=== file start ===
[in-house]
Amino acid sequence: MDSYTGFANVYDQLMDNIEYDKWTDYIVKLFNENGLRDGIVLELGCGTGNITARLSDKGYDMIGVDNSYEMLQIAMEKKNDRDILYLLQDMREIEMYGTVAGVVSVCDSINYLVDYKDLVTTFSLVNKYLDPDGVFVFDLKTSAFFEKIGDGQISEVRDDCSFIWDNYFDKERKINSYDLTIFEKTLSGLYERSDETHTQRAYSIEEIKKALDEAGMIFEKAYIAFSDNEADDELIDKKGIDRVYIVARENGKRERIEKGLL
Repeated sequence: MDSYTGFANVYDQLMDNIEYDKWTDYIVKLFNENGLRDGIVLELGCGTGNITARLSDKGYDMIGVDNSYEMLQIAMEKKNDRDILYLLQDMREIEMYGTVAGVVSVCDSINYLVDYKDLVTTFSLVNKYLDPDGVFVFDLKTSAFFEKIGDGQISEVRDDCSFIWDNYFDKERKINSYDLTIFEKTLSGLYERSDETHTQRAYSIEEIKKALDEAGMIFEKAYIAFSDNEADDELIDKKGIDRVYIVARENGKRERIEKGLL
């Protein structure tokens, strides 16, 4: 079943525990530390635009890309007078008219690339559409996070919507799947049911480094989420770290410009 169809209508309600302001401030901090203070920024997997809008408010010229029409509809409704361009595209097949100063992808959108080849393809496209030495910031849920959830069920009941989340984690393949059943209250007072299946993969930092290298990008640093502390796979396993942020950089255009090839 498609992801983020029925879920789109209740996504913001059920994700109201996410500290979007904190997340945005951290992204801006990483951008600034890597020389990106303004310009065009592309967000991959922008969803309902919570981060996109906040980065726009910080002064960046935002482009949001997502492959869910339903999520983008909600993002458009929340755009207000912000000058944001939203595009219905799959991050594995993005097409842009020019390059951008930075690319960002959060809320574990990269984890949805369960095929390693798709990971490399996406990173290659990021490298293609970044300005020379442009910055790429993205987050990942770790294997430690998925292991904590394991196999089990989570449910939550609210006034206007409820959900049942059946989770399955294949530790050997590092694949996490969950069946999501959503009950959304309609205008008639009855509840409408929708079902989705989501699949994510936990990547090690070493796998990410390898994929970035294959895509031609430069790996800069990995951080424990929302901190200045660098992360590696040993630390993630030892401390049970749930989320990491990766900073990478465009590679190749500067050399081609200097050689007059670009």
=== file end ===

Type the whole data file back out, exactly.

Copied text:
[in-house]
Amino acid sequence: MDSYTGFANVYDQLMDNIEYDKWTDYIVKLFNENGLRDGIVLELGCGTGNITARLSDKGYDMIGVDNSYEMLQIAMEKKNDRDILYLLQDMREIEMYGTVAGVVSVCDSINYLVDYKDLVTTFSLVNKYLDPDGVFVFDLKTSAFFEKIGDGQISEVRDDCSFIWDNYFDKERKINSYDLTIFEKTLSGLYERSDETHTQRAYSIEEIKKALDEAGMIFEKAYIAFSDNEADDELIDKKGIDRVYIVARENGKRERIEKGLL
Repeated sequence: MDSYTGFANVYDQLMDNIEYDKWTDYIVKLFNENGLRDGIVLELGCGTGNITARLSDKGYDMIGVDNSYEMLQIAMEKKNDRDILYLLQDMREIEMYGTVAGVVSVCDSINYLVDYKDLVTTFSLVNKYLDPDGVFVFDLKTSAFFEKIGDGQISEVRDDCSFIWDNYFDKERKINSYDLTIFEKTLSGLYERSDETHTQRAYSIEEIKKALDEAGMIFEKAYIAFSDNEADDELIDKKGIDRVYIVARENGKRERIEKGLL
């Protein structure tokens, strides 16, 4: 079943525990530390635009890309007078008219690339559409996070919507799947049911480094989420770290410009 169809209508309600302001401030901090203070920024997997809008408010010229029409509809409704361009595209097949100063992808959108080849393809496209030495910031849920959830069920009941989340984690393949059943209250007072299946993969930092290298990008640093502390796979396993942020950089255009090839 498609992801983020029925879920789109209740996504913001059920994700109201996410500290979007904190997340945005951290992204801006990483951008600034890597020389990106303004310009065009592309967000991959922008969803309902919570981060996109906040980065726009910080002064960046935002482009949001997502492959869910339903999520983008909600993002458009929340755009207000912000000058944001939203595009219905799959991050594995993005097409842009020019390059951008930075690319960002959060809320574990990269984890949805369960095929390693798709990971490399996406990173290659990021490298293609970044300005020379442009910055790429993205987050990942770790294997430690998925292991904590394991196999089990989570449910939550609210006034206007409820959900049942059946989770399955294949530790050997590092694949996490969950069946999501959503009950959304309609205008008639009855509840409408929708079902989705989501699949994510936990990547090690070493796998990410390898994929970035294959895509031609430069790996800069990995951080424990929302901190200045660098992360590696040993630390993630030892401390049970749930989320990491990766900073990478465009590679190749500067050399081609200097050689007059670009």